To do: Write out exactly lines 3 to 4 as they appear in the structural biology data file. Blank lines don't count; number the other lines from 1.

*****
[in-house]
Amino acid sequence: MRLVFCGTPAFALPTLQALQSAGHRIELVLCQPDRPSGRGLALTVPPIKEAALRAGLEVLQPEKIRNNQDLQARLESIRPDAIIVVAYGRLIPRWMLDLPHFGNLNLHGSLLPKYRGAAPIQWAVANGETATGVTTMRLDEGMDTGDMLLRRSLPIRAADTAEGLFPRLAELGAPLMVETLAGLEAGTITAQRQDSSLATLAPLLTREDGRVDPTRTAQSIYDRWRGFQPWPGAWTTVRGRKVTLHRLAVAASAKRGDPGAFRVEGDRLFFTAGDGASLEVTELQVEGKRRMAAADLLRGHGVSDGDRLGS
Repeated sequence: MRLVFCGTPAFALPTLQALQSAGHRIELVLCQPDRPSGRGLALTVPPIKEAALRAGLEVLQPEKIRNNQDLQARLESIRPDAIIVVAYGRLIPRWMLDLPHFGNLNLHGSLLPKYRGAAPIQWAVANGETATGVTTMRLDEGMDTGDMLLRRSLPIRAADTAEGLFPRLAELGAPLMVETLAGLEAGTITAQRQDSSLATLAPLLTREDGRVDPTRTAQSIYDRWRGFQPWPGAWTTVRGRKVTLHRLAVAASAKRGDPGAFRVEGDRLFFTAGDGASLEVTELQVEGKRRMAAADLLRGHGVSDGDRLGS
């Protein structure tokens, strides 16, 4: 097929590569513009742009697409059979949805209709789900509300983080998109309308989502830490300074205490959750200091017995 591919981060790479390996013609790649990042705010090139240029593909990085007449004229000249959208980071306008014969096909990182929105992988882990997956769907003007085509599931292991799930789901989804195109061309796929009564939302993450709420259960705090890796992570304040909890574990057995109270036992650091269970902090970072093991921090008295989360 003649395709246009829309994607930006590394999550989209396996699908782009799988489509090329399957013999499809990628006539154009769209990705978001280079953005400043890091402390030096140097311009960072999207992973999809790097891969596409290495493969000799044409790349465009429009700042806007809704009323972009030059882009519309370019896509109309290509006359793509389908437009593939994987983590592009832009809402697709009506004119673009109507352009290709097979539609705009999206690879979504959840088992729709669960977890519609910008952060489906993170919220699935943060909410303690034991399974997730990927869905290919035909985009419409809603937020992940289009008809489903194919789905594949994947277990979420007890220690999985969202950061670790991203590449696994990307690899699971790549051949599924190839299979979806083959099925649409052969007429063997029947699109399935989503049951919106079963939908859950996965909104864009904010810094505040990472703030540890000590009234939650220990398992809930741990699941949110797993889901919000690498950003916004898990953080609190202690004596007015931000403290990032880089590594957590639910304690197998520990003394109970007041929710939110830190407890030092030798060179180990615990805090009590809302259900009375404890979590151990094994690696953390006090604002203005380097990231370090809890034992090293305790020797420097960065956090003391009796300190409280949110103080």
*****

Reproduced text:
Repeated sequence: MRLVFCGTPAFALPTLQALQSAGHRIELVLCQPDRPSGRGLALTVPPIKEAALRAGLEVLQPEKIRNNQDLQARLESIRPDAIIVVAYGRLIPRWMLDLPHFGNLNLHGSLLPKYRGAAPIQWAVANGETATGVTTMRLDEGMDTGDMLLRRSLPIRAADTAEGLFPRLAELGAPLMVETLAGLEAGTITAQRQDSSLATLAPLLTREDGRVDPTRTAQSIYDRWRGFQPWPGAWTTVRGRKVTLHRLAVAASAKRGDPGAFRVEGDRLFFTAGDGASLEVTELQVEGKRRMAAADLLRGHGVSDGDRLGS
């Protein structure tokens, strides 16, 4: 097929590569513009742009697409059979949805209709789900509300983080998109309308989502830490300074205490959750200091017995 591919981060790479390996013609790649990042705010090139240029593909990085007449004229000249959208980071306008014969096909990182929105992988882990997956769907003007085509599931292991799930789901989804195109061309796929009564939302993450709420259960705090890796992570304040909890574990057995109270036992650091269970902090970072093991921090008295989360 003649395709246009829309994607930006590394999550989209396996699908782009799988489509090329399957013999499809990628006539154009769209990705978001280079953005400043890091402390030096140097311009960072999207992973999809790097891969596409290495493969000799044409790349465009429009700042806007809704009323972009030059882009519309370019896509109309290509006359793509389908437009593939994987983590592009832009809402697709009506004119673009109507352009290709097979539609705009999206690879979504959840088992729709669960977890519609910008952060489906993170919220699935943060909410303690034991399974997730990927869905290919035909985009419409809603937020992940289009008809489903194919789905594949994947277990979420007890220690999985969202950061670790991203590449696994990307690899699971790549051949599924190839299979979806083959099925649409052969007429063997029947699109399935989503049951919106079963939908859950996965909104864009904010810094505040990472703030540890000590009234939650220990398992809930741990699941949110797993889901919000690498950003916004898990953080609190202690004596007015931000403290990032880089590594957590639910304690197998520990003394109970007041929710939110830190407890030092030798060179180990615990805090009590809302259900009375404890979590151990094994690696953390006090604002203005380097990231370090809890034992090293305790020797420097960065956090003391009796300190409280949110103080």